So that you can write data from TYPO3 and possibly also with Grunt into your AWS S3 bucket, you need an access key and an access secret key. In the AWS Management Console you will find your name at the top right, if you click on it there is the entry "in the drop-down"Security credentials". On the new page, in the segment"Access Keys (Access Key ID and Secret Access Key)"Create access keys, but no more than two. You should write down the ID and the key right away, as the secret access key can no longer be viewed later.

 

Setup and configuration of the TYPO3

Finally - it's TYPO3's turn. Install the Amazon S3 FAL driver (CDN) Extension of different and very. This is currently approved for TYPO3 6.2 LTS and TYPO3 7 LTS. The extension has no further dependencies and integrates a FAL driver into TYPO3, with which data can be managed in an AWS S3 bucket. The extension already includes the complete AWS PHP SDK and provides (almost) all functions. Unfortunately, there are a few minor problems and limitations that I will go into later.

After the extension is installed, you create a new data record of the type File Storage on the top level. In the tab "Generally"Enter a name (for example Amazon S3) and choose under the tab"configuration"the type"Amazon S3". You can configure the storage as follows (explanation below the picture):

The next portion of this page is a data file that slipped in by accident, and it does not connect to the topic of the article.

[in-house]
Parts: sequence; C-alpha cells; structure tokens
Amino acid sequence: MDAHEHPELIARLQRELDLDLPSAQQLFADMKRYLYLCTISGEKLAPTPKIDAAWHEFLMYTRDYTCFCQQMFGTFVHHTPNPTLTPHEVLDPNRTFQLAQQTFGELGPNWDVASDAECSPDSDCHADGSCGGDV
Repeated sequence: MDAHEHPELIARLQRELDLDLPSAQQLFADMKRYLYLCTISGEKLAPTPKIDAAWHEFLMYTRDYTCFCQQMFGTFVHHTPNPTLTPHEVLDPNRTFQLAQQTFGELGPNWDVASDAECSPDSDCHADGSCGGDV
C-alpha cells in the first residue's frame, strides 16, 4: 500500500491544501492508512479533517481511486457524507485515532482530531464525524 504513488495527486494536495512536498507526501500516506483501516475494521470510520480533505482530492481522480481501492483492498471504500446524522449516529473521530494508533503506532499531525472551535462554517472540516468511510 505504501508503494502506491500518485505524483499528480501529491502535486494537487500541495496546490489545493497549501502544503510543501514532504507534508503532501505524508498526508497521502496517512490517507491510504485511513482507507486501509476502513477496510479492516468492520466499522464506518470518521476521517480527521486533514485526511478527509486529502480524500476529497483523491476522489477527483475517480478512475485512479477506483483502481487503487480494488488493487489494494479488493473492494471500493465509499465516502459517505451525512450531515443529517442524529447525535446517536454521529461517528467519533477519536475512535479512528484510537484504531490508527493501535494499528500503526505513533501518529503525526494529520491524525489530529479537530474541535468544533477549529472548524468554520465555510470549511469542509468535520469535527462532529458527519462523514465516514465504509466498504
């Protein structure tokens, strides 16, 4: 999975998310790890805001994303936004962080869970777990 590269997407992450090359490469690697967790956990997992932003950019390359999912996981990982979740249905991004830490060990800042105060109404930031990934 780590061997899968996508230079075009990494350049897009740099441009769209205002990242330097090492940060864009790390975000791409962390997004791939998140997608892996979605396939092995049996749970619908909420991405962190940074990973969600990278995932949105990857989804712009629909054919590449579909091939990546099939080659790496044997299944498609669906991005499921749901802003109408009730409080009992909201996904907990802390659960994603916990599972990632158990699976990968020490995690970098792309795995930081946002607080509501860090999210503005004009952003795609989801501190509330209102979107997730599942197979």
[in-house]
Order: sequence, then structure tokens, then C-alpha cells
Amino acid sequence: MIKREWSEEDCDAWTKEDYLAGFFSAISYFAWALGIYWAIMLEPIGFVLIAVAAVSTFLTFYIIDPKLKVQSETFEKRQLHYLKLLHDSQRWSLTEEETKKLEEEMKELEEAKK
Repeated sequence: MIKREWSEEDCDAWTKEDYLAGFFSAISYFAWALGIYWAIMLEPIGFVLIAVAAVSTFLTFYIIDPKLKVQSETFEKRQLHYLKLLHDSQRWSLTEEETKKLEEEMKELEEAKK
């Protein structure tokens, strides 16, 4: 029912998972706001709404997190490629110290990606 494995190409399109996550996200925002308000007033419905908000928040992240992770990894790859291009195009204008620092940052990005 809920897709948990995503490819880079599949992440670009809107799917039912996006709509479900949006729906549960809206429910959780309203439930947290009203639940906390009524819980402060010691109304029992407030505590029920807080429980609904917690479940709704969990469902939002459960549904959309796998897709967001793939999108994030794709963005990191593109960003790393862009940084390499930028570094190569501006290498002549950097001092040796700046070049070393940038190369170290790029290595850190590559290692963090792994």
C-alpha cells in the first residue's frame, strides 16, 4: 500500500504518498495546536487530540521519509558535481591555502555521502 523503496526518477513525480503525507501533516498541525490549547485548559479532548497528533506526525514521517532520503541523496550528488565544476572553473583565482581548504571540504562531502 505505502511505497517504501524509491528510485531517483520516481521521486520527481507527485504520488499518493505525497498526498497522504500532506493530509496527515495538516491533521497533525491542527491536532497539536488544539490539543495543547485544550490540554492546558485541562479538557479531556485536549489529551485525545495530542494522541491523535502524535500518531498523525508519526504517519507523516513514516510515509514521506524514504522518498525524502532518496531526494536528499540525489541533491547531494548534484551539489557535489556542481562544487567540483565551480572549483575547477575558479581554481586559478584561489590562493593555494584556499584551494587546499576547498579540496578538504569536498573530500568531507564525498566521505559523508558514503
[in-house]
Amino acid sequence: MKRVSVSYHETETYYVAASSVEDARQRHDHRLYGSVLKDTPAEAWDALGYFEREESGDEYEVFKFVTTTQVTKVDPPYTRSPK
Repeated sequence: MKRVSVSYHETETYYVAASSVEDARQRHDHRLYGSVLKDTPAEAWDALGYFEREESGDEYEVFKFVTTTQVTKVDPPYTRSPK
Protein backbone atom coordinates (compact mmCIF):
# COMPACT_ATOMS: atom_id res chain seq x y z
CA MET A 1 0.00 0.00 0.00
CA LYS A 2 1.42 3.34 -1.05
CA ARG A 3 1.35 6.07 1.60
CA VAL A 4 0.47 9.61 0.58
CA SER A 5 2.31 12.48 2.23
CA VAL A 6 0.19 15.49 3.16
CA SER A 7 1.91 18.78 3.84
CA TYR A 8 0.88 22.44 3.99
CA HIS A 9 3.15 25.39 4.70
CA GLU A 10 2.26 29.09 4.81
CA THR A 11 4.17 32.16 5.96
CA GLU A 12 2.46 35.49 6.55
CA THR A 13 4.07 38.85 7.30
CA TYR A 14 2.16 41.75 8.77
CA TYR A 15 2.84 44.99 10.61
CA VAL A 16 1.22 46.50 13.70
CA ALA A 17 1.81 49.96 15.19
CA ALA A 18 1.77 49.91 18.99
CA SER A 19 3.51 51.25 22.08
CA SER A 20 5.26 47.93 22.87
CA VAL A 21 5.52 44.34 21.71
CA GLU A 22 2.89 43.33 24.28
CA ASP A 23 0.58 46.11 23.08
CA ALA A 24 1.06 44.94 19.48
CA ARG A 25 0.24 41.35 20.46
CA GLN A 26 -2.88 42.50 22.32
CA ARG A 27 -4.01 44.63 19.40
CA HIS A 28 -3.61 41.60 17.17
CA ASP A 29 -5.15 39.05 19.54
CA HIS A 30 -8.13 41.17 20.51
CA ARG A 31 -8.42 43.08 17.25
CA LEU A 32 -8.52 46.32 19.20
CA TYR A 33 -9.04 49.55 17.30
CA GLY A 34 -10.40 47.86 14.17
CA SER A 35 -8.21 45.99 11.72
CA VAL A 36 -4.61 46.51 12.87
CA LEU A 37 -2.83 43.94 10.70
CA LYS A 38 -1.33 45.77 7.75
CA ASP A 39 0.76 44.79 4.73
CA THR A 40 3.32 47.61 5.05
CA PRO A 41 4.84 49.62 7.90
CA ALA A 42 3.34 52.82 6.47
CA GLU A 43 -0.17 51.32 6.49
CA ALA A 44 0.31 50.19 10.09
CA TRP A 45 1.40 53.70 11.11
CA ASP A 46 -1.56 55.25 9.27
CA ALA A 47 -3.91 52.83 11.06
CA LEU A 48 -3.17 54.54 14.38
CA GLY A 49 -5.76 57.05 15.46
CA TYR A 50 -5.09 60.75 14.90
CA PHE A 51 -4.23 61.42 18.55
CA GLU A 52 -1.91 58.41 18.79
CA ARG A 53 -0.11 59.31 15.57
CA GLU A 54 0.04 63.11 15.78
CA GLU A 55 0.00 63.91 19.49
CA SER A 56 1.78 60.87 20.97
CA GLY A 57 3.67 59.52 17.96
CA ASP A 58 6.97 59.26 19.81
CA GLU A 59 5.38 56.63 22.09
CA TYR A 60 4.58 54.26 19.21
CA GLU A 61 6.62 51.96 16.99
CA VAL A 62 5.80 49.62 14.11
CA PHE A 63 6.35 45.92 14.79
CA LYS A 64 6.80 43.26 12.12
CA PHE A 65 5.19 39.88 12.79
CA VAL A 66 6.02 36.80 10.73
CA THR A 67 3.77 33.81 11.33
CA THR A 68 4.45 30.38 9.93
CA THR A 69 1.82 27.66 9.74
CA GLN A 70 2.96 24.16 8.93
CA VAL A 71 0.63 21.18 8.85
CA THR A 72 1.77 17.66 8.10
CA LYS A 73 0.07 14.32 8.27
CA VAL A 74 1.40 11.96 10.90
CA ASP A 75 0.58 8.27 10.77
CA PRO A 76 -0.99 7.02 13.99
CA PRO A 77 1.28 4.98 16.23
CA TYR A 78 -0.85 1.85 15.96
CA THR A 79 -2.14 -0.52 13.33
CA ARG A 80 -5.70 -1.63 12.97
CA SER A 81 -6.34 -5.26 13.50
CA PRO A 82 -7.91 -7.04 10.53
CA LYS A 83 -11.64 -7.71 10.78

These entries and selections are important in the Driver Configuration area:

  • Amazon S3: Bucket: This is where the name of your bucket comes in (not the endpoint!)
  • Amazon S3: Region: Here you select the region for which you have created the bucket.
  • Amazon S3: Key: Your Access Key ID
  • Amazon S3: Secret Key: Your Secret Access Key
  • Amazon S3: Public base URL: Here you enter the CDN subdomain of your CloudFront. This is very important because this URL will also appear in the source text of your TYPO3 afterwards, if you store images and files. This ensures that the data is always transferred from the CDN.
  • Cache header: max age: This entry is also important. I have saved a period of one month here. This is the length of time a file is stored in the CDN before it is retrieved from the AWS S3 bucket. More on that later.

 

When you have set everything so far, you can save this configuration. If you now go to the file list module in your TYPO3, you will also see the Amazon S3 storage in addition to the fileadmin / directory:

They can use this storage just like the fileadmin. Create folders, upload and delete files. Above all, you can later select these files from the storage in all content elements in order to use them. The speed is really good, I haven't noticed any major delays in contrast to the local fileadmin.